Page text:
Fundraising Convention: Why I budget for my team to attend

23/04/2019 | by Esther Wakeman

Esther Wakeman, Director of Fundraising and Marketing at Ashgate Hospicecare and Blythe House Hospice, explains why she makes sure to budget for her team to attend Fundraising Convention so they can develop their skills and become better fundraisers.

As Director of Fundraising for two hospices – one with £1 million + turnover and the other £10 million + – based far away from London I have never had great success in recruiting experienced fundraisers. This is especially true for specialist roles like direct and digital marketing and isn’t something unique to small or regional charities as demand for experienced fundraisers outstrips supply. I have found that recruiting people with the right values and attitude and then training them up, whist this takes time, has proved to be a rewarding solution.

Giving my team the opportunity to attend Fundraising Convention is an important part of their development for 3 key reasons:

1. See the best examples of fundraising across different disciplines

Fundraising Convention showcases some of the best examples of fundraising across all disciplines. The people who attend are able to bring these fresh ideas back and share them with the team. It doesn’t replace the experience of working on campaigns at other charities but having solid examples of when things go well and any mistakes to learn from can add credibility to their own ideas. Trying something new can be seen as a risk for smaller charities so finding out what return on investment another charity achieved and asking questions will make for a more substantial business case.

A good example of this is the session on Tuesday called ‘Journey to a new legacy campaign’ where you will hear two case studies from Save the Children and Marie Curie. Legacy giving is a major part of our fundraising strategy so this would be one of the sessions I’m keen for my team to attend.

2. Create a network of people you can go to for support and advice

There are lots of opportunities to network at Fundraising Convention and be really speci¹c about who you want to network with. As the largest fundraising conference fundraisers from all size charities attend, from all disciplines and at all levels. Getting to sessions early gives you extra opportunity to meet people but also keep an eye on social media and see who is tweeting and connect with people you would like to meet in person. If you haven’t worked for another charity this is especially valuable as it gives you people to turn to when you face a challenge. Most challenges you face will be common to the charity sector, so it is good to have a network to go to and ask advice. In the Personal Effectiveness track there are some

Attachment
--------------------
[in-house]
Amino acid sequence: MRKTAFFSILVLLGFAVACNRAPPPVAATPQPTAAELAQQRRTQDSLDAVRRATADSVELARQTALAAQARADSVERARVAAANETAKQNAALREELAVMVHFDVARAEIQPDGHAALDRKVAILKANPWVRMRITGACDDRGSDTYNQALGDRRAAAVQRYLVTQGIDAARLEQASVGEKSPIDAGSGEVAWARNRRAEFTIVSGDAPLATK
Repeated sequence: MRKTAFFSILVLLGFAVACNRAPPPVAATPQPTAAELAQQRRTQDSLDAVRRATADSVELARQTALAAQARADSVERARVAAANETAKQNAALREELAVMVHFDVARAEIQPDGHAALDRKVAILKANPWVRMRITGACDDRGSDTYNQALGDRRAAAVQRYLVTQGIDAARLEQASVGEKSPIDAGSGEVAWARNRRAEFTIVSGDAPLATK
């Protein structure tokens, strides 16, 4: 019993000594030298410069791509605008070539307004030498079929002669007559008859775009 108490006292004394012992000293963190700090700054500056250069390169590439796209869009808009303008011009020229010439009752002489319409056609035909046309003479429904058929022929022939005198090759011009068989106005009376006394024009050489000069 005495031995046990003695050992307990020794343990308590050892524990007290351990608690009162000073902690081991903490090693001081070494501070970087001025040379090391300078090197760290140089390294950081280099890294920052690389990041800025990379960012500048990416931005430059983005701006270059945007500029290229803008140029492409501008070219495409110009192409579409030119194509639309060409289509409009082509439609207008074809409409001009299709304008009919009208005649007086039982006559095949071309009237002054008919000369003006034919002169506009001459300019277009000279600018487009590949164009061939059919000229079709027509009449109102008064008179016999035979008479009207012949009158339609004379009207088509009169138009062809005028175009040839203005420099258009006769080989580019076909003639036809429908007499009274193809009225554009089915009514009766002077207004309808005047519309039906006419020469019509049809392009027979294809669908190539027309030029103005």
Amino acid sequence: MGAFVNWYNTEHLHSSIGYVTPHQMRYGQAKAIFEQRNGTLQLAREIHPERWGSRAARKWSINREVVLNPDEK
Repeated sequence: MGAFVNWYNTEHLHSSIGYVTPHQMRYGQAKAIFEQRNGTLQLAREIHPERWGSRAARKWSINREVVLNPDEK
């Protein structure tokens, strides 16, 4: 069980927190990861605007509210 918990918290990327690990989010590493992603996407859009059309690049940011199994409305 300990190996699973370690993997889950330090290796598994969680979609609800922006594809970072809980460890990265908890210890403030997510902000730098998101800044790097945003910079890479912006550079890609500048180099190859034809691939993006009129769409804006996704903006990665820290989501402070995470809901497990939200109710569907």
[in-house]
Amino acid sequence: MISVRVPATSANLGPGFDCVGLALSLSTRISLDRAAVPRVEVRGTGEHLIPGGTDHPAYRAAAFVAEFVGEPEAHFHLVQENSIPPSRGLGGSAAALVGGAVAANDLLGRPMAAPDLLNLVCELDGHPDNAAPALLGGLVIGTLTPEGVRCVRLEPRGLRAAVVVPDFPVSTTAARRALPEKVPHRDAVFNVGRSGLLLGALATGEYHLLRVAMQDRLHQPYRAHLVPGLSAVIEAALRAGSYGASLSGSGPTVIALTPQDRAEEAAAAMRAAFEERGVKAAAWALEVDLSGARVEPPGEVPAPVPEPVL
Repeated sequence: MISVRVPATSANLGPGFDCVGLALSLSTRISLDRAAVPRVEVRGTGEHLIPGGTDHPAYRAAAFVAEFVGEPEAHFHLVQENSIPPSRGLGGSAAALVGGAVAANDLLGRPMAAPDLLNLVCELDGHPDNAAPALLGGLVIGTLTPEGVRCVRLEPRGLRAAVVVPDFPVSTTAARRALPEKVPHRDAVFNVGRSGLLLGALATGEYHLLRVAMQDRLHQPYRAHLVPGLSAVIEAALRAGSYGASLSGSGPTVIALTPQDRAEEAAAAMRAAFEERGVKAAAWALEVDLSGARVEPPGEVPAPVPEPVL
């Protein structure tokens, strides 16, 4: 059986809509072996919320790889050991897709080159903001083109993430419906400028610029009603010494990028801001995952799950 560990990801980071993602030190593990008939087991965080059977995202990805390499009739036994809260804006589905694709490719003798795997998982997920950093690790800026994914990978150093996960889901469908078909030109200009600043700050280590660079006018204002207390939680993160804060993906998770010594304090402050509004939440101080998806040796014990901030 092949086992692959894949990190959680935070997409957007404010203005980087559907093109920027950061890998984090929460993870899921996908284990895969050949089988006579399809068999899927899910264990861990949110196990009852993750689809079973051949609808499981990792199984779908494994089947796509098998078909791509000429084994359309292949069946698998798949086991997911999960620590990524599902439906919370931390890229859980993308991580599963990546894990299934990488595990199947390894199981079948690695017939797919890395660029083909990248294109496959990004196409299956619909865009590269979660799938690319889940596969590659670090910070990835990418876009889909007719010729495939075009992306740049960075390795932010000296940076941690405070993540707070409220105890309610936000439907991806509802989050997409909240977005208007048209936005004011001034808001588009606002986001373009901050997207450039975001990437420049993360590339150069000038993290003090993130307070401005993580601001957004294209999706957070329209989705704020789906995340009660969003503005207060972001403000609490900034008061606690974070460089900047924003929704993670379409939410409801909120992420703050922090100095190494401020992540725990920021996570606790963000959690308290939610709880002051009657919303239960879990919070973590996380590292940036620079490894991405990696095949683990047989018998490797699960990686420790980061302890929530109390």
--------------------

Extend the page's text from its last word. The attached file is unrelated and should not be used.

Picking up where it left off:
great sessions to help you develop your confidence in networking such as Yvette Gyles and Ruby Bayley- Pratt’s session on ‘Assert your rights – recognising the diversity your bring’ or other ways to meet new people such as volunteering with the ‘Why volunteer when you work for a charity’ session with Mandy Johnson, Kate Carroll and Paul Courtney.

3. Personal development and personal effectiveness

In any career, personal development enables people to be the best that they can be and Fundraising Convention has a personal effectiveness track and a big picture track which is designed for fundraisers at all levels who want to be more effective in their current role, or who are wanting to progress their career, or both.

It isn’t always about making big changes and the session from Rob Woods on ‘The compound effect – how to raise a lot more money through incremental gains’ shares examples of fundraisers who are achieving income growth through this method.

The sessions I’m most looking forward to are the panel discussions looking at ‘The sectors diversity challenge’ and ‘Developing future fundraising talent and leaders’ as these provide a great opportunity to hear from a range of experienced fundraisers like Lucy Caldicott, Joe Jenkins and Paul Amadi.